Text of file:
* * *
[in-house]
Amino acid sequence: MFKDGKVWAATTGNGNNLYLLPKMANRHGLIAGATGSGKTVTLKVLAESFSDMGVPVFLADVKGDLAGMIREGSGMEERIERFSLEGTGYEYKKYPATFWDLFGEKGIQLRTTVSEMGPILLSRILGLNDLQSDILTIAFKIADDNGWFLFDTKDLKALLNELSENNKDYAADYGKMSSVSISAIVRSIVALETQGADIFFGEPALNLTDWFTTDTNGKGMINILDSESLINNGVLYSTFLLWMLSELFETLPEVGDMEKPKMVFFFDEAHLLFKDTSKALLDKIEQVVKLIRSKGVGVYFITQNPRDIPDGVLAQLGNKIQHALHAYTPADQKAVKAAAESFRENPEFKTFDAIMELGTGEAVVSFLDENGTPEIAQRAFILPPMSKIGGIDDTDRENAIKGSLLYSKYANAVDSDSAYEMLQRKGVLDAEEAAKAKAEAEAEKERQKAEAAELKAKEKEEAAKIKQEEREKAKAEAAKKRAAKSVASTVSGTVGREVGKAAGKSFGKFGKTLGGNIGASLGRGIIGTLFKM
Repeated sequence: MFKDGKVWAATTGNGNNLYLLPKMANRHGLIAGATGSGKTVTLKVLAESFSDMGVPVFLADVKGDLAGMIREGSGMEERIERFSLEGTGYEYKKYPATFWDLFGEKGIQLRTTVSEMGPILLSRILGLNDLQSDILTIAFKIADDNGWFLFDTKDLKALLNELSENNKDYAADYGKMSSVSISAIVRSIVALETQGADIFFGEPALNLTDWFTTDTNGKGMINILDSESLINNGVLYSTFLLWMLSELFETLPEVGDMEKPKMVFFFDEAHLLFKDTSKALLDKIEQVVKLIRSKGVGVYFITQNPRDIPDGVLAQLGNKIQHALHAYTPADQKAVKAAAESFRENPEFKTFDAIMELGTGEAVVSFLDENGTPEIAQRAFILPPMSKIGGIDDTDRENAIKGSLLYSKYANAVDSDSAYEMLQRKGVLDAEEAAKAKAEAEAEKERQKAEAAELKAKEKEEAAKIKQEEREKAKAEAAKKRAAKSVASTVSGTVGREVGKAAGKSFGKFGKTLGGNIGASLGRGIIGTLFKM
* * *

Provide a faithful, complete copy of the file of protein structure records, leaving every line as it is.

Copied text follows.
[in-house]
Amino acid sequence: MFKDGKVWAATTGNGNNLYLLPKMANRHGLIAGATGSGKTVTLKVLAESFSDMGVPVFLADVKGDLAGMIREGSGMEERIERFSLEGTGYEYKKYPATFWDLFGEKGIQLRTTVSEMGPILLSRILGLNDLQSDILTIAFKIADDNGWFLFDTKDLKALLNELSENNKDYAADYGKMSSVSISAIVRSIVALETQGADIFFGEPALNLTDWFTTDTNGKGMINILDSESLINNGVLYSTFLLWMLSELFETLPEVGDMEKPKMVFFFDEAHLLFKDTSKALLDKIEQVVKLIRSKGVGVYFITQNPRDIPDGVLAQLGNKIQHALHAYTPADQKAVKAAAESFRENPEFKTFDAIMELGTGEAVVSFLDENGTPEIAQRAFILPPMSKIGGIDDTDRENAIKGSLLYSKYANAVDSDSAYEMLQRKGVLDAEEAAKAKAEAEAEKERQKAEAAELKAKEKEEAAKIKQEEREKAKAEAAKKRAAKSVASTVSGTVGREVGKAAGKSFGKFGKTLGGNIGASLGRGIIGTLFKM
Repeated sequence: MFKDGKVWAATTGNGNNLYLLPKMANRHGLIAGATGSGKTVTLKVLAESFSDMGVPVFLADVKGDLAGMIREGSGMEERIERFSLEGTGYEYKKYPATFWDLFGEKGIQLRTTVSEMGPILLSRILGLNDLQSDILTIAFKIADDNGWFLFDTKDLKALLNELSENNKDYAADYGKMSSVSISAIVRSIVALETQGADIFFGEPALNLTDWFTTDTNGKGMINILDSESLINNGVLYSTFLLWMLSELFETLPEVGDMEKPKMVFFFDEAHLLFKDTSKALLDKIEQVVKLIRSKGVGVYFITQNPRDIPDGVLAQLGNKIQHALHAYTPADQKAVKAAAESFRENPEFKTFDAIMELGTGEAVVSFLDENGTPEIAQRAFILPPMSKIGGIDDTDRENAIKGSLLYSKYANAVDSDSAYEMLQRKGVLDAEEAAKAKAEAEAEKERQKAEAAELKAKEKEEAAKIKQEEREKAKAEAAKKRAAKSVASTVSGTVGREVGKAAGKSFGKFGKTLGGNIGASLGRGIIGTLFKM